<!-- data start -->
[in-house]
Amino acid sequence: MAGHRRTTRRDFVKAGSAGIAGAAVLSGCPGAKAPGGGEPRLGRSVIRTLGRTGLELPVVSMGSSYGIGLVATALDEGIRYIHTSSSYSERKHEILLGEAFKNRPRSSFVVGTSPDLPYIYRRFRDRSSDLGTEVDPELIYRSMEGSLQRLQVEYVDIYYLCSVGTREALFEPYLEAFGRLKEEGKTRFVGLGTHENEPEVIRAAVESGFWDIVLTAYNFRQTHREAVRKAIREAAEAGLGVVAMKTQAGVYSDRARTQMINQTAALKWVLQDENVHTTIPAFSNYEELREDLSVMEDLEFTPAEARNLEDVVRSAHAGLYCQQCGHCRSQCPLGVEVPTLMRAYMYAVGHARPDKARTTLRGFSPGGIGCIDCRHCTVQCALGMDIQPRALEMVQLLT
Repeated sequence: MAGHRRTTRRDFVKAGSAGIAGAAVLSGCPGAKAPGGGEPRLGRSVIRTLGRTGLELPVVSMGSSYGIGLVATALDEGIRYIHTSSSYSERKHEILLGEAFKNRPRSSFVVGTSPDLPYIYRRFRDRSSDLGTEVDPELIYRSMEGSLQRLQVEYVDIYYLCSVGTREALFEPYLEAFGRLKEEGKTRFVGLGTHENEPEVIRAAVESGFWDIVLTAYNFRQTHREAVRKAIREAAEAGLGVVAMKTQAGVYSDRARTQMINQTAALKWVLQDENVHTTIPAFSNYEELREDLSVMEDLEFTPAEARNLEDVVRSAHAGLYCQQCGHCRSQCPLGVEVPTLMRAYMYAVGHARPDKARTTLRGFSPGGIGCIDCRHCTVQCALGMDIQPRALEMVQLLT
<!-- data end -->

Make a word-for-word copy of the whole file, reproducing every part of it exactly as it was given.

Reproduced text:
[in-house]
Amino acid sequence: MAGHRRTTRRDFVKAGSAGIAGAAVLSGCPGAKAPGGGEPRLGRSVIRTLGRTGLELPVVSMGSSYGIGLVATALDEGIRYIHTSSSYSERKHEILLGEAFKNRPRSSFVVGTSPDLPYIYRRFRDRSSDLGTEVDPELIYRSMEGSLQRLQVEYVDIYYLCSVGTREALFEPYLEAFGRLKEEGKTRFVGLGTHENEPEVIRAAVESGFWDIVLTAYNFRQTHREAVRKAIREAAEAGLGVVAMKTQAGVYSDRARTQMINQTAALKWVLQDENVHTTIPAFSNYEELREDLSVMEDLEFTPAEARNLEDVVRSAHAGLYCQQCGHCRSQCPLGVEVPTLMRAYMYAVGHARPDKARTTLRGFSPGGIGCIDCRHCTVQCALGMDIQPRALEMVQLLT
Repeated sequence: MAGHRRTTRRDFVKAGSAGIAGAAVLSGCPGAKAPGGGEPRLGRSVIRTLGRTGLELPVVSMGSSYGIGLVATALDEGIRYIHTSSSYSERKHEILLGEAFKNRPRSSFVVGTSPDLPYIYRRFRDRSSDLGTEVDPELIYRSMEGSLQRLQVEYVDIYYLCSVGTREALFEPYLEAFGRLKEEGKTRFVGLGTHENEPEVIRAAVESGFWDIVLTAYNFRQTHREAVRKAIREAAEAGLGVVAMKTQAGVYSDRARTQMINQTAALKWVLQDENVHTTIPAFSNYEELREDLSVMEDLEFTPAEARNLEDVVRSAHAGLYCQQCGHCRSQCPLGVEVPTLMRAYMYAVGHARPDKARTTLRGFSPGGIGCIDCRHCTVQCALGMDIQPRALEMVQLLT